Below is the write up I prepared and presented before the performance. I was also blessed to be able to speak to the group before hand for several minutes, and Elizabeth and I were able to give some demonstrations concerning the appreciation of dance, but that is not in the video below.


Thank you to the many who bathed this in prayer, supported the project and attended! Special thanks to my mom for the inspirational trip to New York during it’s conception, and most of all to my amazing husband and children who are my heart.

An exposition on the nature of the Trinity

     The 5th century of Christianity saw one of the greatest and most vital controversies in Christendom, the nature of Christ.  Nestorius had challenged convention by suggesting that Christ had two natures since humanity and divinity could not possibly be combined into one (Dr. Donald Fairbairn, “Lecture on the Great Schism”).  In attempting to refute him the church entered into a lengthy dispute which involved, not only the nature of Christ, but the nature of the entire God-head.  The conclusion of the Chalcedonian council was that the Trinity had one nature, or ousia, but three persons (Fairbairn, “The Great Schism”).  It is easy enough to say in English, but in Greek and Latin there was some continued dispute about whether to say phusis or hypostasis to represent God’s “personness”, but the intention and meaning of both parties was the was the same (Wahba n.d.).  Peter Toon, in his book Our Triune God: A Biblical Portrayal of the Trinity, says this about YHWH “He is a marvelous mystery, a plurality in unity, and a unity in plurality,” (Toon, 95), and it is this mystery which Hypostasis seeks to explore.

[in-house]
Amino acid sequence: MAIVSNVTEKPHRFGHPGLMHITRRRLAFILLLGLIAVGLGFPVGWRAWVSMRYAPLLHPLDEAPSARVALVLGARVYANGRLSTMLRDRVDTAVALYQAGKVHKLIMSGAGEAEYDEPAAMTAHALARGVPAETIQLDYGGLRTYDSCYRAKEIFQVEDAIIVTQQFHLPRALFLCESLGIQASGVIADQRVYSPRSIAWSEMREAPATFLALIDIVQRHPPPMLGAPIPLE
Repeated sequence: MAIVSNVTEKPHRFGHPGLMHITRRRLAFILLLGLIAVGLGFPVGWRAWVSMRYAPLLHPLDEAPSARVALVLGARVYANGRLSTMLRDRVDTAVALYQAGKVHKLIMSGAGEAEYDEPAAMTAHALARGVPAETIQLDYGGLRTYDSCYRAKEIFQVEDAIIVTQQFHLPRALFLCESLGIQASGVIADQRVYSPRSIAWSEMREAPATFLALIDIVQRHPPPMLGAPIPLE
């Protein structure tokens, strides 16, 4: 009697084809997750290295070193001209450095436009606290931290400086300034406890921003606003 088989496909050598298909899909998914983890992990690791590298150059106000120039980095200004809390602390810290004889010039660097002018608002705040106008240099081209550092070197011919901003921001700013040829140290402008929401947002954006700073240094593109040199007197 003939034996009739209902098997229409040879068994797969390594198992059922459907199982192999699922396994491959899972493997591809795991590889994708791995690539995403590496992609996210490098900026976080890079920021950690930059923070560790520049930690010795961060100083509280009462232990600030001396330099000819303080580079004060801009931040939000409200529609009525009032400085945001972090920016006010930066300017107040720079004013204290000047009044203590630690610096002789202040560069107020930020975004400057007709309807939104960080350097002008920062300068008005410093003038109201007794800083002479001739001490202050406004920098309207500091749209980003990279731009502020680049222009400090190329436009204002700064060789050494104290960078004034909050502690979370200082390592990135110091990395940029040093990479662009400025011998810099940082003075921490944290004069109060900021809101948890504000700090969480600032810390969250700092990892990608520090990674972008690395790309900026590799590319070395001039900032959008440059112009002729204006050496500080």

Every dance begins with a theme and inspiration.  The Trinity itself is mine, and more particularly our personal understanding of the Trinity and relationship to it.  Because of it’s strong sense of individuality and independence Western thought tends towards pantheism, Toon says, citing observations made by Alexis De Tocqueville in Democracy in America (Toon, 18).  In Christianity this tendency appears in the habit of thinking of God as disinterested and detached from us and our daily lives.  Or, perhaps He is interested, but He gave us the ability to think for ourselves didn’t He?  Herein lies my chorographical theme of Idea, a Christian perception of the God-head more in keeping with classic Greek philosophy than Biblical Christianity.  In stark contrast to the invisible Idea is the tangible Object.  This theme is meant to show how silly and fruitless it is to try to live with God conversely as a mere physical Object.  This dance suggests that neither of these relationships are sufficient, or accurate of the reality of the Trinity, and puts forth for discussion a third alternative embodied in the word hypostasis itself.